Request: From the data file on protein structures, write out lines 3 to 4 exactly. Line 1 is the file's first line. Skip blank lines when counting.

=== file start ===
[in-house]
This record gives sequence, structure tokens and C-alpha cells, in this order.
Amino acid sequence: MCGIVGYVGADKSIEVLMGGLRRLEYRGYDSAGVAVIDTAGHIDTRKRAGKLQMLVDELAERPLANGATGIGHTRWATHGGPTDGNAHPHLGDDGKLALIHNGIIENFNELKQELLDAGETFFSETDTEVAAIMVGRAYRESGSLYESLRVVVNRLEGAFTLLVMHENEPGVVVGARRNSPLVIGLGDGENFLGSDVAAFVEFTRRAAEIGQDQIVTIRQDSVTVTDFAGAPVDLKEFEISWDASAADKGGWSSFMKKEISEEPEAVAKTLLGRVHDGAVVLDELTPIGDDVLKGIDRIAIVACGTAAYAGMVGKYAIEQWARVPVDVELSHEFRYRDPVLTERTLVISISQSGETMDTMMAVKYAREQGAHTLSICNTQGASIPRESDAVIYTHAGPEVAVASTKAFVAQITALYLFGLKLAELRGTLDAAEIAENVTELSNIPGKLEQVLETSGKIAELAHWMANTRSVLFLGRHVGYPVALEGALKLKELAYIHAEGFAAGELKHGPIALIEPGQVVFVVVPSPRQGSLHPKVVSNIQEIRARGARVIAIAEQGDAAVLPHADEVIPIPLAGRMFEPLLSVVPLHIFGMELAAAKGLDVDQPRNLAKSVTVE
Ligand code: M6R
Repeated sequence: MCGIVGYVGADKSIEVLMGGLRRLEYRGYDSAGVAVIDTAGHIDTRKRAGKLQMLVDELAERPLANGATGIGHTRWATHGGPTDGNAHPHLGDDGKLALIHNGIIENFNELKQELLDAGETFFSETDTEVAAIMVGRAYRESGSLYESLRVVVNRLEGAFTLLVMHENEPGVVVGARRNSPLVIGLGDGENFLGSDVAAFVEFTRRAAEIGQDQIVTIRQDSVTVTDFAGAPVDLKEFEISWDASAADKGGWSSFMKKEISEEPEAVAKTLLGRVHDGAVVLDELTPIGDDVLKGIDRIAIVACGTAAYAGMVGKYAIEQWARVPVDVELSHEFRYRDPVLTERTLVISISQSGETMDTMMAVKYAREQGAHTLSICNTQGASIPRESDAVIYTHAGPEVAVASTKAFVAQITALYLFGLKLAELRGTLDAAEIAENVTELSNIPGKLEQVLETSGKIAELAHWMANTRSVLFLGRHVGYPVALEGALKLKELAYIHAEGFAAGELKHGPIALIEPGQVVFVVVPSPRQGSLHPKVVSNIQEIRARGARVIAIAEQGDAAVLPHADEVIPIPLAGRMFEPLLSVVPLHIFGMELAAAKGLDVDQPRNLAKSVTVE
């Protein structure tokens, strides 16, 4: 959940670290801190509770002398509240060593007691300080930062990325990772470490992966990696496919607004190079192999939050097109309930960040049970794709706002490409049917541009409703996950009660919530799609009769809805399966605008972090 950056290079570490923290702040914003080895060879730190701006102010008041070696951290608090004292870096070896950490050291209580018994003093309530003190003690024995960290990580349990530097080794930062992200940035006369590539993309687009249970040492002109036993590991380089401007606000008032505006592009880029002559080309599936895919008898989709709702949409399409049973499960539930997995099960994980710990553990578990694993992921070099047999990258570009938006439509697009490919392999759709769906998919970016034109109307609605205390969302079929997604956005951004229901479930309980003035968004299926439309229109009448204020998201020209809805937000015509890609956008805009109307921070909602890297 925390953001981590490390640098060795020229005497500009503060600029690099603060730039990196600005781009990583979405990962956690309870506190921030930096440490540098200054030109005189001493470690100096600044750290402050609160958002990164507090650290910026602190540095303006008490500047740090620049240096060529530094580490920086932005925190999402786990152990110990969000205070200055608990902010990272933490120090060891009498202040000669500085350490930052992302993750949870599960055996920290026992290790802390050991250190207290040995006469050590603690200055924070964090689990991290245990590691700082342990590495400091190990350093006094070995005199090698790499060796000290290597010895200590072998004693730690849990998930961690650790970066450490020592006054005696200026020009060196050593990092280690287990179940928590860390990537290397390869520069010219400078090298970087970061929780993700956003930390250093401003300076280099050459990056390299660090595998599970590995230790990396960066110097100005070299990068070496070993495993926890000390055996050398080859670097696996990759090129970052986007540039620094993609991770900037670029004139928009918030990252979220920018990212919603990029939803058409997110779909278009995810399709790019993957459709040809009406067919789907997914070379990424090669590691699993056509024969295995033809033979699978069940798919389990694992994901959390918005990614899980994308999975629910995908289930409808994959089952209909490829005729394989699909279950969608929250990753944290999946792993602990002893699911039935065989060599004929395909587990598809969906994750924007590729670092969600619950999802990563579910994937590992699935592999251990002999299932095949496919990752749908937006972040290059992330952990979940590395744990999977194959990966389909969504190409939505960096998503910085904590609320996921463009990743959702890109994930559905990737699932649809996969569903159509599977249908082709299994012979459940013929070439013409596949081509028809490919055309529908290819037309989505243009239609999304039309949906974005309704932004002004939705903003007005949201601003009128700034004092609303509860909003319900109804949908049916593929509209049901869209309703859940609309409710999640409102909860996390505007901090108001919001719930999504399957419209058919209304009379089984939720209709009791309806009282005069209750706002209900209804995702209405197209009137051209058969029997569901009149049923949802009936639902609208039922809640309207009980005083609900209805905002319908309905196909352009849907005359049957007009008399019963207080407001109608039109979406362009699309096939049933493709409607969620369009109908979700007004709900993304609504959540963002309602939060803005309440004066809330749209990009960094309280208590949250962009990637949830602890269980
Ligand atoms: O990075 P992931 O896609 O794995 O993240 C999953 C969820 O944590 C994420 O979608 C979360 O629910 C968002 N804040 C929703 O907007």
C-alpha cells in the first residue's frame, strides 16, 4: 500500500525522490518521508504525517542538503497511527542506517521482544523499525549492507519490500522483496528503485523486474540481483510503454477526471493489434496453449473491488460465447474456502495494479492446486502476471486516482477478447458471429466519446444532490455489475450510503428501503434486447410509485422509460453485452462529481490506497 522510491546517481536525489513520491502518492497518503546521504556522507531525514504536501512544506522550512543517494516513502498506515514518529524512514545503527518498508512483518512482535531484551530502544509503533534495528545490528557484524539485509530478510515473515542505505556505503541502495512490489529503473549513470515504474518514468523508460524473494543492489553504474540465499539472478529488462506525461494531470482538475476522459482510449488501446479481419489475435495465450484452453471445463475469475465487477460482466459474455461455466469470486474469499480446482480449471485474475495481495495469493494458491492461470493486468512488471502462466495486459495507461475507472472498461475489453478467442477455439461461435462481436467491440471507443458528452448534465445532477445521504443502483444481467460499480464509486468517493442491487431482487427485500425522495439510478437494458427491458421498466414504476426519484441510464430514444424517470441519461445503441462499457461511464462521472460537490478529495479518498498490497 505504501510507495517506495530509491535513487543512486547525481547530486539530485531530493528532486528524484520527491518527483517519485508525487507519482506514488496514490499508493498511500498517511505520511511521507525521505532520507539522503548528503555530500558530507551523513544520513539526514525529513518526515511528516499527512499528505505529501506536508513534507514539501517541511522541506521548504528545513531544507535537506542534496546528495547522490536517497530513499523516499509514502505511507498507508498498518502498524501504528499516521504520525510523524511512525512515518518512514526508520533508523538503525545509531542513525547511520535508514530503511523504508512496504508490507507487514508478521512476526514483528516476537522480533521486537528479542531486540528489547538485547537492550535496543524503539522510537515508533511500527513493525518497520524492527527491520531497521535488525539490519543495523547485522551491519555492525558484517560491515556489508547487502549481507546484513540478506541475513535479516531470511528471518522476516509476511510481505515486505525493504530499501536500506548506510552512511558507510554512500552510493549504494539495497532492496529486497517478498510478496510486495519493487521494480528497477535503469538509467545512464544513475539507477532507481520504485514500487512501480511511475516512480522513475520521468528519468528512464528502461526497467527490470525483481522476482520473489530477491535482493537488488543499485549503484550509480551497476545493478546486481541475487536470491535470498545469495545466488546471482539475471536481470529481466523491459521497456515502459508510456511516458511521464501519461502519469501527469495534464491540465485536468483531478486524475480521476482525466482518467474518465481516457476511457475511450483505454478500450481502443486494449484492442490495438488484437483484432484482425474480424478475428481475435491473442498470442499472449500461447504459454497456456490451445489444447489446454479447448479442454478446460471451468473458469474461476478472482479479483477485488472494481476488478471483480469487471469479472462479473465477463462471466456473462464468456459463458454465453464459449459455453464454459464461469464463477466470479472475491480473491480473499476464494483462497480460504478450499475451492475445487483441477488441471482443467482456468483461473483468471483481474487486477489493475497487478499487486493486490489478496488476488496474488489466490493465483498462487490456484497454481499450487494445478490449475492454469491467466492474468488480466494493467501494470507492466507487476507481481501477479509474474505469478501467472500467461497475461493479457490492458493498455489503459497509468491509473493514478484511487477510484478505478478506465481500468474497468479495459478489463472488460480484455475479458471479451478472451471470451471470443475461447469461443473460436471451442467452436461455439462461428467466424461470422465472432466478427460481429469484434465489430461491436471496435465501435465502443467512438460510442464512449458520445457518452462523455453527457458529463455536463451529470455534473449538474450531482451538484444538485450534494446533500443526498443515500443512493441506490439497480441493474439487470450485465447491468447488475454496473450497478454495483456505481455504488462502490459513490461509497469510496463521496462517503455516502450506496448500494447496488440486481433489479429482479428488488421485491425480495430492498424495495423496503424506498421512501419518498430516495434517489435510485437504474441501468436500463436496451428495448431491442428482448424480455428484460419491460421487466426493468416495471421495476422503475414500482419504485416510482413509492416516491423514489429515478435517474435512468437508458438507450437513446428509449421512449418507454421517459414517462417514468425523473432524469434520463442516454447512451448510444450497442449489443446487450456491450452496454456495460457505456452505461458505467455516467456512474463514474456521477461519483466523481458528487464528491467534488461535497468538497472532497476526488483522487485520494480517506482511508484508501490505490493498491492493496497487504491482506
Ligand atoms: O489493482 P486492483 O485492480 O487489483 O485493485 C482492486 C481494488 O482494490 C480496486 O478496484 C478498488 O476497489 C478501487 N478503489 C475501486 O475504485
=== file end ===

Amino acid sequence: MCGIVGYVGADKSIEVLMGGLRRLEYRGYDSAGVAVIDTAGHIDTRKRAGKLQMLVDELAERPLANGATGIGHTRWATHGGPTDGNAHPHLGDDGKLALIHNGIIENFNELKQELLDAGETFFSETDTEVAAIMVGRAYRESGSLYESLRVVVNRLEGAFTLLVMHENEPGVVVGARRNSPLVIGLGDGENFLGSDVAAFVEFTRRAAEIGQDQIVTIRQDSVTVTDFAGAPVDLKEFEISWDASAADKGGWSSFMKKEISEEPEAVAKTLLGRVHDGAVVLDELTPIGDDVLKGIDRIAIVACGTAAYAGMVGKYAIEQWARVPVDVELSHEFRYRDPVLTERTLVISISQSGETMDTMMAVKYAREQGAHTLSICNTQGASIPRESDAVIYTHAGPEVAVASTKAFVAQITALYLFGLKLAELRGTLDAAEIAENVTELSNIPGKLEQVLETSGKIAELAHWMANTRSVLFLGRHVGYPVALEGALKLKELAYIHAEGFAAGELKHGPIALIEPGQVVFVVVPSPRQGSLHPKVVSNIQEIRARGARVIAIAEQGDAAVLPHADEVIPIPLAGRMFEPLLSVVPLHIFGMELAAAKGLDVDQPRNLAKSVTVE
Ligand code: M6R